5. Don't overfeed your guests

Capturing prospect data for an email cycle is a great way of nurturing potential leads. However, bear in mind a couple of best-practices.

Email lead nurturing is best served gradually, drip-fed to prospects over a course of two or three weeks while incorporating content and information that will benefit them in the long term. Constantly going in with a sales pitch will only make them send your messages straight to the Trash folder. You wouldn't serve spam at a dinner party, would you?

6. Find out more about your fellow diners

One of the best ways to build up a rapport with your leads and find out what kind of nurturing approach they're most susceptible to is to find out more about them, whether via opt-in forms, questions at the end of your blog posts, or in emails.

The aim here is to be pleasant and cordial, respecting the privacy of your leads by not delving too deeply and instead inquiring about things such as what they want to see more or less of on your blog, what subject they'd like to be covered in an e-book, or even what their opinion is on a certain social network.

7. Don't give away your secret ingredient

Great hosts don't dish out their secret ingredients: There's always the possibility that someone will steal it, claim it as their own, and reap rewards that could have been yours. The same goes for marketing.

There's no harm in dishing out advice to prospects; it's what helps build the trust factor that's so integral to lead nurturing. Not every single person will want to accept your services in the end, so why not give them some actionable points they can take away until they're ready to hand over the reins?

As for the nitty-gritty details, however, best keep company secrets to yourself, instead tantalizing prospects into wanting to get in contact and learn more.

8. Don't offend your guests

Just as a charming demeanor keeps an acquaintance returning to your humble abode, great customer service and respect for your leads helps nurture them further down your sales funnel and encourages returning customers.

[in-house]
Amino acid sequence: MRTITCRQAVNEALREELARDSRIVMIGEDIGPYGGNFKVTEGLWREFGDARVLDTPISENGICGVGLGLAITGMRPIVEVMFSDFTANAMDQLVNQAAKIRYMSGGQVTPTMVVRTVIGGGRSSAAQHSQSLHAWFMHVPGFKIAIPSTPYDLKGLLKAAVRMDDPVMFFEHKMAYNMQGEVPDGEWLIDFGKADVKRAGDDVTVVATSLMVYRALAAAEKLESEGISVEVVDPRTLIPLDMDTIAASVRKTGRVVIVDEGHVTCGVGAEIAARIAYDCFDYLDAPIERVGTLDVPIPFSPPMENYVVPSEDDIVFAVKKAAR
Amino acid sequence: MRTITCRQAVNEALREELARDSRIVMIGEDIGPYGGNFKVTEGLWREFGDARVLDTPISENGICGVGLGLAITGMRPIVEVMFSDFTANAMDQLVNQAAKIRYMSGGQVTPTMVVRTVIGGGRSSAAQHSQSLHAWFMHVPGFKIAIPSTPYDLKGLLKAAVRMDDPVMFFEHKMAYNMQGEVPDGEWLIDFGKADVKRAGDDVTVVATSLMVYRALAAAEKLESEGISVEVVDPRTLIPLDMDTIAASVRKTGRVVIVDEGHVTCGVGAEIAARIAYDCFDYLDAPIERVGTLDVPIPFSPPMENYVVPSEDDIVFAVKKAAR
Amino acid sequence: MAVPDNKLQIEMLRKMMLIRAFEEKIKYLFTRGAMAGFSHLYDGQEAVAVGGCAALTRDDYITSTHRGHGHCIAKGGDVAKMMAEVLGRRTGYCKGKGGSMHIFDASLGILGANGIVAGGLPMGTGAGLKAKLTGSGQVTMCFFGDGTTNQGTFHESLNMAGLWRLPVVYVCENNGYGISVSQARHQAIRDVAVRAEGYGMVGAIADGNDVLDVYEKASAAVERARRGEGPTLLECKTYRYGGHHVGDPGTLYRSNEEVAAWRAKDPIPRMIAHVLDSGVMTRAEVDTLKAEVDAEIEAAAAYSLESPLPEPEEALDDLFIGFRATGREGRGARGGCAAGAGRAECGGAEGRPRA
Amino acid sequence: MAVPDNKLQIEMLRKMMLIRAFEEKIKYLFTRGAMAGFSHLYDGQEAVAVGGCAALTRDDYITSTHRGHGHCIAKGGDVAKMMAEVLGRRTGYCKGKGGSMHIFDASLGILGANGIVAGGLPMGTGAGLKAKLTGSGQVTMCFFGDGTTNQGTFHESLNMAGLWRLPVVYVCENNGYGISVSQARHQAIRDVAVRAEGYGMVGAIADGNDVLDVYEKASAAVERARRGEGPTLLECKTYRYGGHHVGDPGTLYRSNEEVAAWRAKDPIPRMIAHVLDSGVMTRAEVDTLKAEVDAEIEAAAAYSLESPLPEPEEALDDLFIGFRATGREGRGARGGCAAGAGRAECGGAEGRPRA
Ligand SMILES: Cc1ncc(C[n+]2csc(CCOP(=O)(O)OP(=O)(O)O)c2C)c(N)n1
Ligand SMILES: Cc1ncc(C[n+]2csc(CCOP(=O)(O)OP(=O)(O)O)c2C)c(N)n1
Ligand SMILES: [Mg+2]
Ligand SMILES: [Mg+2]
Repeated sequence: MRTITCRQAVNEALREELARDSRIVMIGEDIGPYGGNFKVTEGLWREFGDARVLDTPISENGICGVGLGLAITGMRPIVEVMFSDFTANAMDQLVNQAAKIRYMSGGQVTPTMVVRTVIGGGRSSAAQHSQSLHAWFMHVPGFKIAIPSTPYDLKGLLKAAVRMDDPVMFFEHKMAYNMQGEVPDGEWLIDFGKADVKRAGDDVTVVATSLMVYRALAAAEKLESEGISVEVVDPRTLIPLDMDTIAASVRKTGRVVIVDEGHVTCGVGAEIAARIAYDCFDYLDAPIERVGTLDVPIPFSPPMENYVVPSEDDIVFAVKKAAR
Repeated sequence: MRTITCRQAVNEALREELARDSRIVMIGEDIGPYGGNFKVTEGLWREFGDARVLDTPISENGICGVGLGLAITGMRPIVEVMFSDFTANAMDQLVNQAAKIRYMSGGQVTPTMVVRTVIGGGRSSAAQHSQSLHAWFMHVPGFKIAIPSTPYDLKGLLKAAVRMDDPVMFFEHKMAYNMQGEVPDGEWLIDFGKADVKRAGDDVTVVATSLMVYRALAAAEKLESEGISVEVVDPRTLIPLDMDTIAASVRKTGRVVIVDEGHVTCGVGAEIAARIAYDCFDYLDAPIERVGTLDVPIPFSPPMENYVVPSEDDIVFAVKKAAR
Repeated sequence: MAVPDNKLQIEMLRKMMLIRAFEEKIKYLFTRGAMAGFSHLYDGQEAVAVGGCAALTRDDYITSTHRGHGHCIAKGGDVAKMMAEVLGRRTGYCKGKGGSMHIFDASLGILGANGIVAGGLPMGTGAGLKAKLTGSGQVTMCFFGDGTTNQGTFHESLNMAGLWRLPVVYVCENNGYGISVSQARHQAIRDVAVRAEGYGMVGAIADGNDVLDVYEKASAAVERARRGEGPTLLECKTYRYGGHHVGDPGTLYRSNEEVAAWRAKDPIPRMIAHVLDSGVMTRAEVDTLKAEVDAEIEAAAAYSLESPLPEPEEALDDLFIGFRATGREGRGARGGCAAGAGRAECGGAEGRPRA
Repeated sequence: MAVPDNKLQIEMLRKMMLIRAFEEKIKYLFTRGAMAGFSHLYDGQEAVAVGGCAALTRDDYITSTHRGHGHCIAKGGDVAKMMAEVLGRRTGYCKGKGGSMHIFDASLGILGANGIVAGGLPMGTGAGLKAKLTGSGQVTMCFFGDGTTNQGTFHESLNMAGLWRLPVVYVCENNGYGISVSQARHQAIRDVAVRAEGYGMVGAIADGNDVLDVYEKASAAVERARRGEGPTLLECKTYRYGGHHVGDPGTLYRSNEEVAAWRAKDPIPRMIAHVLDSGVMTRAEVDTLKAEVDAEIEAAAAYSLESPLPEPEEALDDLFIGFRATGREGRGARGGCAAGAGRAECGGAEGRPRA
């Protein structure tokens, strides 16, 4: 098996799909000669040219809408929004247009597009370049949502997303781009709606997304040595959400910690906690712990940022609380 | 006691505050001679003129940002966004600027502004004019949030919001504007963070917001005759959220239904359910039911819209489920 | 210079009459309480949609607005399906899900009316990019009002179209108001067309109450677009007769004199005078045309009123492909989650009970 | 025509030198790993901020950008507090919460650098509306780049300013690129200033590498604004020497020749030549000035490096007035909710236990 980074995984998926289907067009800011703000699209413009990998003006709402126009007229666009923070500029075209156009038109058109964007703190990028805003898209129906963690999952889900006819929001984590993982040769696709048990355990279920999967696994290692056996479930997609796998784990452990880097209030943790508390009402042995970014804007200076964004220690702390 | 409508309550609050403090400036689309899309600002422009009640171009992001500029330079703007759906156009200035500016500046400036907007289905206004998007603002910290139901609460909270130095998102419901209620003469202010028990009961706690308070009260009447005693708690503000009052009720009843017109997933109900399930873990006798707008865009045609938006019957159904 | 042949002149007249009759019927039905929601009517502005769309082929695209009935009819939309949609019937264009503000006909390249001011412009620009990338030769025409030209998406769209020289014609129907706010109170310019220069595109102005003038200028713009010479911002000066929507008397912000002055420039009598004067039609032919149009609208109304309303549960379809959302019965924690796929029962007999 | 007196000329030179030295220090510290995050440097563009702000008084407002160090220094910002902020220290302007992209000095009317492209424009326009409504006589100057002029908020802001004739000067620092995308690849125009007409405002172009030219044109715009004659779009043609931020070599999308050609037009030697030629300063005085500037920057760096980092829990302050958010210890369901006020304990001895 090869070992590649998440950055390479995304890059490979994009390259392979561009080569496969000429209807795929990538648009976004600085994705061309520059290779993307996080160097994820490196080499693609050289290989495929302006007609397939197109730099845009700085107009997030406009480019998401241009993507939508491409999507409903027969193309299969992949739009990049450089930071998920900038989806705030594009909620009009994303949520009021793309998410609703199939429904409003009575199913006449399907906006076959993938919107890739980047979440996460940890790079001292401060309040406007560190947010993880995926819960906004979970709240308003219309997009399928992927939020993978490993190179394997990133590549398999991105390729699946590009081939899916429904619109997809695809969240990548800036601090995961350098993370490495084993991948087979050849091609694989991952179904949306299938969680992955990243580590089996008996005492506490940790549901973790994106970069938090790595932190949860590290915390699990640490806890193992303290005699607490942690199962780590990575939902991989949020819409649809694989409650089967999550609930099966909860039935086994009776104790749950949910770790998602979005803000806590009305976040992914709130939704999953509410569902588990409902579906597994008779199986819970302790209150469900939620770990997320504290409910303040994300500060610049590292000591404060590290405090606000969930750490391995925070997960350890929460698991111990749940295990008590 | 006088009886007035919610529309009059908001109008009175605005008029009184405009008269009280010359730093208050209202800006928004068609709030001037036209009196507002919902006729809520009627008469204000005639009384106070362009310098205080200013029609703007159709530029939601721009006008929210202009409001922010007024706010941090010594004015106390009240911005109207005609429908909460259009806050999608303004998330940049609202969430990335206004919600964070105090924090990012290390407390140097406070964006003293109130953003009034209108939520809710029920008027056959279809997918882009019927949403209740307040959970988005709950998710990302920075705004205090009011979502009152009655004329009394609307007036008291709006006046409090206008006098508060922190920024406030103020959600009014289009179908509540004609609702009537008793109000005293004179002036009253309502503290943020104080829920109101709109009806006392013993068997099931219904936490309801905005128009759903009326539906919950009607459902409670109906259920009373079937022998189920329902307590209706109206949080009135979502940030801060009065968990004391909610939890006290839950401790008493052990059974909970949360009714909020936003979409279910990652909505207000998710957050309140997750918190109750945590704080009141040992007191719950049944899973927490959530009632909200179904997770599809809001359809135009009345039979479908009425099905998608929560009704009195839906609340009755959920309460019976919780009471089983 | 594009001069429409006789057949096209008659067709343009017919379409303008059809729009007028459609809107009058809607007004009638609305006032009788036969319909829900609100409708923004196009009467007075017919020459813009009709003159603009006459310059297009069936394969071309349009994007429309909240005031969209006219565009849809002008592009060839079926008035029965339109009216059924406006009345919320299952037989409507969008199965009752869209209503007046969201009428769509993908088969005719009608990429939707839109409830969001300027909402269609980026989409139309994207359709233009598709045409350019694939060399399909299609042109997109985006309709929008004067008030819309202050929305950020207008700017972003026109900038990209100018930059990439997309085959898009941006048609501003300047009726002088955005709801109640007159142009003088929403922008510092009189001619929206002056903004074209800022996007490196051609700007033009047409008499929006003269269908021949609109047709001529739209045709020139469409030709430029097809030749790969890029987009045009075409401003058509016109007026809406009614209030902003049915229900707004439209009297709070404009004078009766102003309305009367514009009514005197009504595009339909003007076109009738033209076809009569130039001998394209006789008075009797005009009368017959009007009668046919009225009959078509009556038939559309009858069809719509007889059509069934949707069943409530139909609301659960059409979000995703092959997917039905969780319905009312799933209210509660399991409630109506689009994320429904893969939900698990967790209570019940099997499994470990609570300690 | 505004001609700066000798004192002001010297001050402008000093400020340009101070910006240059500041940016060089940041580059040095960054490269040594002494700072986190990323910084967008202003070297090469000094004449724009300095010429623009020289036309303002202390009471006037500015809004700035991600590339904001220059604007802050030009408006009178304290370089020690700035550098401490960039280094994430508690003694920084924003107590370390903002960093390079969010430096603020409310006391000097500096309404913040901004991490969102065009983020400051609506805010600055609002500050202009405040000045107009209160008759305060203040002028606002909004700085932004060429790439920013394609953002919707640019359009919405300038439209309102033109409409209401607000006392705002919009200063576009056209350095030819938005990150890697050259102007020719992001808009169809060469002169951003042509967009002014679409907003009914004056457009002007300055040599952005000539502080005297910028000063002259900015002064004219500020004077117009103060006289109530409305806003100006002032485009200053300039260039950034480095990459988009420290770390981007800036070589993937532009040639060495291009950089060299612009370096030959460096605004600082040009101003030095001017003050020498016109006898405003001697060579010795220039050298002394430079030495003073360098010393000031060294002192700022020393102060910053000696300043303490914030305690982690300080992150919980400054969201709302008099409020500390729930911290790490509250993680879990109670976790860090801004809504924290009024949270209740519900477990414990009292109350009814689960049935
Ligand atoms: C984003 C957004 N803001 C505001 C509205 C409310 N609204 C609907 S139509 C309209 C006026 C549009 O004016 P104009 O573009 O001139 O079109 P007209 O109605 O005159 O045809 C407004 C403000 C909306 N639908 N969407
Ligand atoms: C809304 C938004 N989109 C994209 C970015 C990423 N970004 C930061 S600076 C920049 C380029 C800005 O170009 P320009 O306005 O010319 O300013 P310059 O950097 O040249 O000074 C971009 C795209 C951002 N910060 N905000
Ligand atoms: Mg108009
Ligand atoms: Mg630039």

Whether you're dealing with complaints over social media or keeping customers updated about when a product will be back in stock, remain patient and well-mannered, and avoid adverse reactions at all costs.

9. Send a thank you card

Any good host would send a thank you card, or at least a thank you text, to thank diners for attending their soiree. The same goes for your leads. Whether you're nurturing current clients by thanking them for their continued support or nurturing leads by thanking them for their enquiry or content request, it all works toward building those all-important relationships that could help set you apart from the competition.

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So there you have it, a dinner party and lead nurturing etiquette lesson all in one. Do you have your own tips for guiding prospects through your sales funnel? Leave a comment below.

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ABOUT THE AUTHOR
image of Charlotte Varela

Charlotte Varela is a self-confessed social media junkie pursuing a career as a digital content marketer at Tone, a UK based Web design and lead generation agency.

Twitter: @charlotte_tone
LinkedIn: Charlotte Varela